Calm Days | The Voice of Tomelloso

Despite the limited windows, we could see the surrounding horizon. Even without the bars, however, hospital windows look more like prison windows, as discharge is like proof of freedom.

Through the windows, I perceive changes in brightness, and now, as night falls, the sky becomes more opaque with mist, a sensation that increases the level of drowsiness and fatigue if possible. Today, all day long, the sun did justice and the heat wave didn’t give us a truce.

A few days later, despite her advanced age, she recovered quickly and satisfactorily from her third COVID-19 infection. Meanwhile, by his side, we spent these tedious days in the hospital, powerless to do anything, letting time pass, in sleep, listening to the stories he told us a thousand times.

One of those afternoons, I went to the cafeteria for a snack before nightfall, and I wasn’t surprised when I noticed my friend Manolo was there. We instinctively surprised and greeted each other when we met, and in the face of such coincidences, we talked about relatives who were hospitalized.

Manolo told me his father had been in the hospital for a week, and he was getting worse because apparently he had pneumonia. Even so, I don’t think he’s overly concerned. Manolo told me that he firmly believed that his father would progress, that we all affirmed that our elders belonged to a generation that clings to life, in what way; made of paste.

We have all listed many friends and acquaintances who have been in this situation, caught between parents, children and even grandchildren who care for us. Welcome to the “sandwich generation,” he told me sarcastically. We all crave a short getaway, even if it’s a trip to Benidorm or Torremolinos to unwind from family stress.

While we were on the topic of breaks and holidays, he asked me if there would be a new chapter of “Tinto de verano” this year. He referred to my usual article summarizing these summers and vacations.

I don’t need to think too much about the answer, so, let me tell you right away, I don’t have the guts to write about travel and beach excursions in this situation. More importantly, I affirm that the readings and rereads I have chosen to read and reread this summer have not only helped me, but have frustrated me.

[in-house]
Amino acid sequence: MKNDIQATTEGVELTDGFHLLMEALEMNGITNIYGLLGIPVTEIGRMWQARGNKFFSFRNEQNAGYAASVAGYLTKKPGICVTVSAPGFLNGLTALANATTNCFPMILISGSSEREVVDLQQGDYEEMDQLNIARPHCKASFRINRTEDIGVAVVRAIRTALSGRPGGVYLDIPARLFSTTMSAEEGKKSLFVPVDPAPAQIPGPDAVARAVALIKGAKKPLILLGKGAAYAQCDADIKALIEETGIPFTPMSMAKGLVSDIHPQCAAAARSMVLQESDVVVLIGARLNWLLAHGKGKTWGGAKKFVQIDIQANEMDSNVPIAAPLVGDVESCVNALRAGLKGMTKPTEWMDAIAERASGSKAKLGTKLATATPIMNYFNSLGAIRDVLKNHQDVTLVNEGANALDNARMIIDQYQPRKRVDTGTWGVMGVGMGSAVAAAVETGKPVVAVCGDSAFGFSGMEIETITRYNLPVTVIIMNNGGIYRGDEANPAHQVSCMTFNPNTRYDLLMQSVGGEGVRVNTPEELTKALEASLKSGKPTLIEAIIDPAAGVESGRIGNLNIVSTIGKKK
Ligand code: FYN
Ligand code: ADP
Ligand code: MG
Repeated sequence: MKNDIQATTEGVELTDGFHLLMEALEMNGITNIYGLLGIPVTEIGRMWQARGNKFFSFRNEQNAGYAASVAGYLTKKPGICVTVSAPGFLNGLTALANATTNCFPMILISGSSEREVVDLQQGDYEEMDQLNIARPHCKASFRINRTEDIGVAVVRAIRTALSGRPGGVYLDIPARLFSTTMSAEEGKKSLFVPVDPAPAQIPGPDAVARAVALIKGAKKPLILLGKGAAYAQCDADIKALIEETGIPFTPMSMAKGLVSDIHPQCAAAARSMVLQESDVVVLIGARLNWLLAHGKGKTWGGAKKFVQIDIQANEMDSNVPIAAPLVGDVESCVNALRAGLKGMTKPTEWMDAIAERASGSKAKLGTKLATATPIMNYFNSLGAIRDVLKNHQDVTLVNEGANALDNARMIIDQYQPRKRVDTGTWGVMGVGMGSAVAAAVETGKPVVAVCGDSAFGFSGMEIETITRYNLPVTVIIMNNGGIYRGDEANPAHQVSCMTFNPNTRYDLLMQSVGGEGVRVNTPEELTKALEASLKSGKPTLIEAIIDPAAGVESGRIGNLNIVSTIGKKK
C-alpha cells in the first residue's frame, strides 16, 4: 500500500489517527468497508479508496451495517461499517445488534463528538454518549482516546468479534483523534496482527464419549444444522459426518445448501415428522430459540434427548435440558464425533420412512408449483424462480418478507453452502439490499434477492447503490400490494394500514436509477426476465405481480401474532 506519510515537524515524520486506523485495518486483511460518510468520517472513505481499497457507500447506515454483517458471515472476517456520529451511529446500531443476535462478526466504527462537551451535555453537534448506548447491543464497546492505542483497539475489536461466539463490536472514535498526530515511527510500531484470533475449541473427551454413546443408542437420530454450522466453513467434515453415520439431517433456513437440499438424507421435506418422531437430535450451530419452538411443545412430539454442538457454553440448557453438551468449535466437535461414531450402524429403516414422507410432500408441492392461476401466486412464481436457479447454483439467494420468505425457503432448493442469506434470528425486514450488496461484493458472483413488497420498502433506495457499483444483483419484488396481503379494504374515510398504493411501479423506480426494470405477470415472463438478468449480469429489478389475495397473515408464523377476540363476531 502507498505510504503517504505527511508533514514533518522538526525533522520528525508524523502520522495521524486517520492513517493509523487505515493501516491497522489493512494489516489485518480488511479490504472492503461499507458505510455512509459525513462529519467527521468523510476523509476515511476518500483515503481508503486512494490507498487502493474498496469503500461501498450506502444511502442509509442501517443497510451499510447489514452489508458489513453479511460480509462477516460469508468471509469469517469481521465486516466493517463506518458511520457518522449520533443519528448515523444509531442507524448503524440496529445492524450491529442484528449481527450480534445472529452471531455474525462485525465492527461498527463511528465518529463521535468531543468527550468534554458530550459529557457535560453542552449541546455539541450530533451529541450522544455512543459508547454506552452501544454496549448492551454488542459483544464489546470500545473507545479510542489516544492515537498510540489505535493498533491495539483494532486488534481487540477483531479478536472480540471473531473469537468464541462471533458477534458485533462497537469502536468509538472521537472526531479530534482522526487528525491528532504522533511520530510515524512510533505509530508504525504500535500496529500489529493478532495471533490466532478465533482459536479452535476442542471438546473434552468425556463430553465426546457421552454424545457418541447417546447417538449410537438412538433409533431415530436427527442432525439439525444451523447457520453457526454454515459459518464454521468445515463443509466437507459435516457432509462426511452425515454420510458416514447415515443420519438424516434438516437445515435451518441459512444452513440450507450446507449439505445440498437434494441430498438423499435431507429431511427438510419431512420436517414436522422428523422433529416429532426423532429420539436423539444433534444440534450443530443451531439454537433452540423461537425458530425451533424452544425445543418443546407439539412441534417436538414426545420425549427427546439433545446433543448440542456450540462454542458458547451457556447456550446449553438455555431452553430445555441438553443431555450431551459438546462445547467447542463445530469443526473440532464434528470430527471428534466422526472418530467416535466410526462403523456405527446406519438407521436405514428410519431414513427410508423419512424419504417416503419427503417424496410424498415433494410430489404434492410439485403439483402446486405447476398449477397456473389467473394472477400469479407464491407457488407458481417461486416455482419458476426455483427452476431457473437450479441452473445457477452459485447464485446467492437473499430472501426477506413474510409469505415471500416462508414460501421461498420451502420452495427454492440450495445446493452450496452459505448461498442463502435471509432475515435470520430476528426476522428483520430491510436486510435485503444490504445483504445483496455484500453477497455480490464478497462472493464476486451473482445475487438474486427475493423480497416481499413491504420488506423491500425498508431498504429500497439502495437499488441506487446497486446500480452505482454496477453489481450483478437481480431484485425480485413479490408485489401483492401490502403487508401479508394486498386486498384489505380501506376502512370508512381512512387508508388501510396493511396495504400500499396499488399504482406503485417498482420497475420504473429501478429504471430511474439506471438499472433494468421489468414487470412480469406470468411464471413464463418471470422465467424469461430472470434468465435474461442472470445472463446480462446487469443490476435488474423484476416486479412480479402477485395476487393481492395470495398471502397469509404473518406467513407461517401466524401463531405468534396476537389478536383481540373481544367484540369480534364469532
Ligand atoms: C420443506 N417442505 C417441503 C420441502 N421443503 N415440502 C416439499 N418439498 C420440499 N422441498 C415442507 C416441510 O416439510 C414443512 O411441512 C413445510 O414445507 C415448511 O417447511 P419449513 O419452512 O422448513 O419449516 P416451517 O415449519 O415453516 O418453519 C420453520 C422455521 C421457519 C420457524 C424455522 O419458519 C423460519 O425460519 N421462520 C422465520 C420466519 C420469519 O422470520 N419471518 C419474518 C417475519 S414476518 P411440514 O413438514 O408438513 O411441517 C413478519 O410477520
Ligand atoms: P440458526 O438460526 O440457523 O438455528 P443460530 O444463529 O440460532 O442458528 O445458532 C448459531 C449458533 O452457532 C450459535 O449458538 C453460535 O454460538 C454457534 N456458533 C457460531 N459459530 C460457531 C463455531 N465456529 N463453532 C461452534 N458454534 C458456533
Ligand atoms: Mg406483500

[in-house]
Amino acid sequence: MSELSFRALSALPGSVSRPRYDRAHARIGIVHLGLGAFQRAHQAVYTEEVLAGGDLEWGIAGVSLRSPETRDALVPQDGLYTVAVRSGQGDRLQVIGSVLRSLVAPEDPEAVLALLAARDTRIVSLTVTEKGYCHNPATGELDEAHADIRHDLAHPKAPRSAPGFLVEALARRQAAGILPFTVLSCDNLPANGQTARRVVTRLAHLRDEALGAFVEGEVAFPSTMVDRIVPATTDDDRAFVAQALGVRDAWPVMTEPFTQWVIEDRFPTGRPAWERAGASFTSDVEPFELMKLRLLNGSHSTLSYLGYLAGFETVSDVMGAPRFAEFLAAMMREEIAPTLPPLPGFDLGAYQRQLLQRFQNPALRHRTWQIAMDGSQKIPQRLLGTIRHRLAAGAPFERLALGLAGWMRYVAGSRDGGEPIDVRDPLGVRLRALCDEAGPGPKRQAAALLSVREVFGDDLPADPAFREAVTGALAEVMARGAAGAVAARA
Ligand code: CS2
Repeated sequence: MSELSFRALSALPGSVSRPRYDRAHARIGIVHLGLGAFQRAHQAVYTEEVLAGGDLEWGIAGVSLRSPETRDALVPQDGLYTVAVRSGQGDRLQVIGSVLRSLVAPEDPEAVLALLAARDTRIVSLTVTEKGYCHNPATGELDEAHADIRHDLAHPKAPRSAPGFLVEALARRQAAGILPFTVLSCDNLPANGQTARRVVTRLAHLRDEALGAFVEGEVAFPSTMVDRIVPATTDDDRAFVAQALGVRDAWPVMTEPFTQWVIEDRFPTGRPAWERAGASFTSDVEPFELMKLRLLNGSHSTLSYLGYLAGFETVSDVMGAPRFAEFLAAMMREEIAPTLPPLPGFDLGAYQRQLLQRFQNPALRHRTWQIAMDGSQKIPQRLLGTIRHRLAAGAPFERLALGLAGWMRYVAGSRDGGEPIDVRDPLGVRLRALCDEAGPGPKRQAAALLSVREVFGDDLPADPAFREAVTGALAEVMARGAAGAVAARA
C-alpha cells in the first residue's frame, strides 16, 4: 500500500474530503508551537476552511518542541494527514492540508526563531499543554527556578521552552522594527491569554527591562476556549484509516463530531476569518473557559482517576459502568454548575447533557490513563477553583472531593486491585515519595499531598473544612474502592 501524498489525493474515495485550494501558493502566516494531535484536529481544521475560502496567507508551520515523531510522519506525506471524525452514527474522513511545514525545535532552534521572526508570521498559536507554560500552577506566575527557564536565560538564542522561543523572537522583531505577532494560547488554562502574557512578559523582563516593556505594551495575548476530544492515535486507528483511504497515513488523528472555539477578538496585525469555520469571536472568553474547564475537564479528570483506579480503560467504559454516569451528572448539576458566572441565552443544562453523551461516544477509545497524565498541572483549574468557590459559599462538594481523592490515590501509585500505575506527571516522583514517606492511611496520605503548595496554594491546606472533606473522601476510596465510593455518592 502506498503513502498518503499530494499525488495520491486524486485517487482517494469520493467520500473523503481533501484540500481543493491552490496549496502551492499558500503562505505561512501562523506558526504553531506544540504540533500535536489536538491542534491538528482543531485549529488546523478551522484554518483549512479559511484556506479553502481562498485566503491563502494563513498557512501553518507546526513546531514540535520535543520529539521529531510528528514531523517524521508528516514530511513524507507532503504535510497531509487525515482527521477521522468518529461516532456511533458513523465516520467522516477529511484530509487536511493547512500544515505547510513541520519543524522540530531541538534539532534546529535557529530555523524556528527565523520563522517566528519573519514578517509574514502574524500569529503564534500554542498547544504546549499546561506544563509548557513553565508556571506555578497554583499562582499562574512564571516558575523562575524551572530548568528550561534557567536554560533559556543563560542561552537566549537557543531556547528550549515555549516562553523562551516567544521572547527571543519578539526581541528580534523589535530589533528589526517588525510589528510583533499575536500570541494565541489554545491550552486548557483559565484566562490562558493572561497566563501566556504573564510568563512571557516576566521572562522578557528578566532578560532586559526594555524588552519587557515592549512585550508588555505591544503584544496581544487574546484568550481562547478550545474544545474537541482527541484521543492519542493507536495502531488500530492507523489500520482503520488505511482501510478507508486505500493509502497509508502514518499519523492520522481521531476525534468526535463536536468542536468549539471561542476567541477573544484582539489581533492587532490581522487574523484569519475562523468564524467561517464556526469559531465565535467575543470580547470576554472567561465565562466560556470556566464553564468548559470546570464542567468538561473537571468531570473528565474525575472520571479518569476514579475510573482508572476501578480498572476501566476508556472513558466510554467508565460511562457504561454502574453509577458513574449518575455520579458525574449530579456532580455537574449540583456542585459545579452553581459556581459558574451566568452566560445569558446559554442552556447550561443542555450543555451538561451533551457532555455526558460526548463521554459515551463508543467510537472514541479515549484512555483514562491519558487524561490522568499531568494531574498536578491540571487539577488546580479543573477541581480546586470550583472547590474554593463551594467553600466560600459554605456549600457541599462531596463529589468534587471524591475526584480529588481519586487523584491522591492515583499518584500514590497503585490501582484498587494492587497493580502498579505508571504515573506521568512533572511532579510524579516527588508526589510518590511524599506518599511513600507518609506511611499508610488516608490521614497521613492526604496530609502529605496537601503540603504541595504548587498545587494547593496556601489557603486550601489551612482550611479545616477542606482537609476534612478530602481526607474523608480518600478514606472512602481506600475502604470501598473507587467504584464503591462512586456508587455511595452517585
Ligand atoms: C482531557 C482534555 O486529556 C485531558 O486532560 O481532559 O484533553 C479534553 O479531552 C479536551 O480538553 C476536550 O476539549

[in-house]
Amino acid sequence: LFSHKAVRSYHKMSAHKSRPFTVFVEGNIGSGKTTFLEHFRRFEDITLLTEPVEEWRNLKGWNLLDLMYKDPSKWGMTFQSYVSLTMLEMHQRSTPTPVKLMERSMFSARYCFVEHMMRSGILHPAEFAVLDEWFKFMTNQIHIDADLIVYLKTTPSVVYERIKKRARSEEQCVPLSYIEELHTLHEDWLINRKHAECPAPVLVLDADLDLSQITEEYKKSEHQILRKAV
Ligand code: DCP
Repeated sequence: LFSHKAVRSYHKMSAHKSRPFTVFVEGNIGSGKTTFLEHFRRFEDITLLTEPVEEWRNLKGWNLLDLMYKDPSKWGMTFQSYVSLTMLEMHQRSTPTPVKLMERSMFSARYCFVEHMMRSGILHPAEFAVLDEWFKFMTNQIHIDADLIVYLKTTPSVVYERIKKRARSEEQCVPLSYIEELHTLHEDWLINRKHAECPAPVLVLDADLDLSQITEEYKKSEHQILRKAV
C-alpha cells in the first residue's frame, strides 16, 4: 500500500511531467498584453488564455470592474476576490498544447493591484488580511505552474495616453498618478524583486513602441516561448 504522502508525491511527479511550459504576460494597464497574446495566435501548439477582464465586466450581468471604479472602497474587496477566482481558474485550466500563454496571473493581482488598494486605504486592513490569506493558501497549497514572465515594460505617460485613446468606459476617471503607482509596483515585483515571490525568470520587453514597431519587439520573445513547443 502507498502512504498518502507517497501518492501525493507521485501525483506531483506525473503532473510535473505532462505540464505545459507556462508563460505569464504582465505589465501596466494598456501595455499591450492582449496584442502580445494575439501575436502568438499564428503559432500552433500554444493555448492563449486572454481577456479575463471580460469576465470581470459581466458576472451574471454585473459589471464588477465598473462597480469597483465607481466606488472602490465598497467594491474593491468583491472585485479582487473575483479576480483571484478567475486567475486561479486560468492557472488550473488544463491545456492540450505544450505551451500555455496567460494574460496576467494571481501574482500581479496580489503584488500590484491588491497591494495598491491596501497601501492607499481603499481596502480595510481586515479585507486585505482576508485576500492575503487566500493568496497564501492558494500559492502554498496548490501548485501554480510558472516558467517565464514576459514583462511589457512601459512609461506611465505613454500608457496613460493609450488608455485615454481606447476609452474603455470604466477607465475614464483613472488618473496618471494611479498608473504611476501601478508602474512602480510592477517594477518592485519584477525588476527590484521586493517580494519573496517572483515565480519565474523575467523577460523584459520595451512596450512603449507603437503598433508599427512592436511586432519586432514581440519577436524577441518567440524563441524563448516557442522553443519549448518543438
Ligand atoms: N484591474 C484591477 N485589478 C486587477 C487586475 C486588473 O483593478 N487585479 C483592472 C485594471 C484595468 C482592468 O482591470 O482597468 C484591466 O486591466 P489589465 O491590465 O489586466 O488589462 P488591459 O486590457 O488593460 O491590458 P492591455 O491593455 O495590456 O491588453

A few days ago I read Ernesto Sábato’s classic “El Túnel”, which I linked to the tragic backlash of victims of gender-based violence in my country. Although I don’t know if this is a cliché or the norm, the reality is that when the heat rises, the number of sexist crimes increases.

Another book I’m rereading these days is George Orwell’s 1984, and among its many prophecies, I’m disturbed by this effort to rewrite history to suit our interests, and in what ways Way. Of course, publicity can also be considered information. In addition, attempts to reduce language with terms like “Newspeak” and “doublethink,” a means of hindering citizens’ free thinking, also concern me.

But perhaps most worrisome is the use of war as a permanent social conflict to create fear. There are no debates about race, religion, or borders these days, and if there were, they were just excuses. Currently, war is the perfect excuse for commerce and control of water or raw materials. Rereading Orwell’s Vision< Even if weapons weren’t destroyed, their manufacture was still a very practical way of using labor without producing anything that could be expended. For example, building a floating fortress requires investing in a job that can build multiple merchant ships. When one became obsolete, it was thrown away without yielding the slightest benefit to anyone, and the other took much more painstaking effort to build.>> At that point I had no choice but to relate the current Russia-Ukraine conflict to my summer reading. Despite much media coverage, the confrontation is as opaque to citizens as any other contest. Commentary on the battles and attacks that appear in the news is based on their impact on our economy and nothing else.

Amid those summer headlines about crowded beaches and a hotel boom, there was news of a resurgence of COVID-19 cases with new variants that, according to experts, are especially affecting the elderly and the most vulnerable citizens. But after being busy in the hospital these days, I already know that history.

From now on and when she recovers, Mom will present her third infection like a medal in front of her co-workers at the daycare. Jokes aside, we all celebrated his speedy recovery and realized there was nothing wrong with this statement: sick woman, eternal woman.

However, I never got used to the fatigue caused by being in the hospital, waiting, neglect and long periods of inactivity. What’s the comment on that slimy feeling when you get home that you urgently need a shower, as if you’re force sanitizing a liquid element.

If we add to these unforeseen events the haze that accompanies us, I dare suggest the word “haze” as a synonym for depression or apathy. or even simpler: “Kalima days, low days. “